One step closer to the (big & scary) deadlines

The end of the semester is finally starting to feel close. Which makes sense, as finals are right around the corner.  More daunting than finals, however,  is the deadline for the complete annotations: May 6, only two weeks away! As well as the final paper that is due less than two weeks after the annotations on May 13. Hence, I have a lot of work ahead of me.

I recently discovered that one of the general periodical articles I intended to use in the major project is a column. And, of course, the column was one of the seven sources I used for the complete annotations assignment over spring break. But this is just a minor setback. I wrote an annotation for another general periodical article earlier this week so I am (sort of) back on track. This weekend is going to be dedicated to writing newspaper articles and source annotations–which seems to be  common routine for me these days! My goal is to write at least three annotations this weekend. I was hoping to have more written by today, but two exams–and some sleep–may have hindered my plan.

Yesterday I turned in the observation annotation and the case study memo. I had a great time conducting my observation at WinCo Foods and Safeway grocery stores in Corvallis, Ore. The city is one of only three in Oregon with a disposable-bag law, and it enforces a ban on plastic bags and a 5-cent fee on paper bags at all retail stores. Although it may not seem particularly fun to sit alone in grocery store for an hour, I enjoyed observing people to see if  Corvallis’ bag laws are actually working. I felt like an anthropologist, watching and thinking about peoples’ behaviors and reactions. I made a tally sheet to record the number or shoppers that carried  groceries out of the store in either a reusable bag, a purchased paper bag or by hand or in a cart. I discovered that the policy is effective to a certain degree, as shoppers are bringing reusable bags more than any other option for carrying out items. However, I noticed that significant number of customers were willing to pay 5 cents per every paper bag to transport their merchandise. I believe this was the most important discovery of my observation because it made me realize that a 5-cent fee is not effective in dissuading shoppers from using paper bags, which are arguably just as negative for the environment as plastic bags. After conducting the observation I changed my question to stating that the federal government should place a 10-cent fee on paper bags, in addition to a ban on plastic bags.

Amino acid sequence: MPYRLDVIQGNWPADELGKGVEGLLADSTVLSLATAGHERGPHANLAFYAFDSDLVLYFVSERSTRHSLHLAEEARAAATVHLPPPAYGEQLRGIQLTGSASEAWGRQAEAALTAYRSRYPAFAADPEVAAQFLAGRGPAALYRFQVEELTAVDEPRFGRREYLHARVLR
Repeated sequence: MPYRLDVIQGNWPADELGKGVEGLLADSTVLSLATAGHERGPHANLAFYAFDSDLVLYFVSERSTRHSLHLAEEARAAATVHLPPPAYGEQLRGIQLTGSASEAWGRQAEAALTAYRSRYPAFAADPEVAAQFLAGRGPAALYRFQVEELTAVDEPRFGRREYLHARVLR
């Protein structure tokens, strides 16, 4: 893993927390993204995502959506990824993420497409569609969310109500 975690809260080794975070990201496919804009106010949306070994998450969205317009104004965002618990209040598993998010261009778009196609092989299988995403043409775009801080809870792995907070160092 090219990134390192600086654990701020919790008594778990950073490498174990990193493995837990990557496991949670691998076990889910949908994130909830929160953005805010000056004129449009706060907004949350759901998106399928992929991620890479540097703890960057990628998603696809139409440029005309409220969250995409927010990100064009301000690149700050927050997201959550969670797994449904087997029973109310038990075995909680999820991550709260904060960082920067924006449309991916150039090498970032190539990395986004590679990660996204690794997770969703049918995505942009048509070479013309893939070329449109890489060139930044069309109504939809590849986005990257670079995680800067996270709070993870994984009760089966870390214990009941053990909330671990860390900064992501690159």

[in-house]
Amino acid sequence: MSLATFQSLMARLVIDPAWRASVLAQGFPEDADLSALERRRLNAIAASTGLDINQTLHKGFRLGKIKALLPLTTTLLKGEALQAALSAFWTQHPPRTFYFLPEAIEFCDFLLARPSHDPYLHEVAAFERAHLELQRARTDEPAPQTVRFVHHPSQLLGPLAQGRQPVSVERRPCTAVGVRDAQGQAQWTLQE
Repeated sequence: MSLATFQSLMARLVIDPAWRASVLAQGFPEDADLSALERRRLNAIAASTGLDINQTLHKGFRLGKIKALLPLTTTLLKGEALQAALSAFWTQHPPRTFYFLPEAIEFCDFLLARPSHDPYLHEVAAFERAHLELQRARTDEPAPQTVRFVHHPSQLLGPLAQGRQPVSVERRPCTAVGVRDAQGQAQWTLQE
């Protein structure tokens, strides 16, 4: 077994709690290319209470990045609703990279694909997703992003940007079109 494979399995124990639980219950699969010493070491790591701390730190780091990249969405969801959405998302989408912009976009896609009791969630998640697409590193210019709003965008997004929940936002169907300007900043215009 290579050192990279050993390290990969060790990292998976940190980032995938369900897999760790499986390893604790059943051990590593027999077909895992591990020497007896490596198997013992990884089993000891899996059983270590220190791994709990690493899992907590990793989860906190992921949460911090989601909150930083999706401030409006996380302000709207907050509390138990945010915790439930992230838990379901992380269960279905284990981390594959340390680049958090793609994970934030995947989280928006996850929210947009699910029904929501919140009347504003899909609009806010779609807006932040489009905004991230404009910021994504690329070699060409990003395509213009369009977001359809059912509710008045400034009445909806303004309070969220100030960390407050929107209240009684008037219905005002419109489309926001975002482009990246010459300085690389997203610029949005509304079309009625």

I am finding more and more everyday that writing has become easier. I am not sure if easier is the correct word because I have so much to improve on and learn in my writing. But I can admit that I have become quicker at translating my thoughts into words. In that sense writing is now less challenging; and now I am able to have a tad more free time for other homework or other responsibilities. Let’s hope I did not jinx myself, though, because speedy writing skills are going to be necessary in finishing the rest of the complete annotations!






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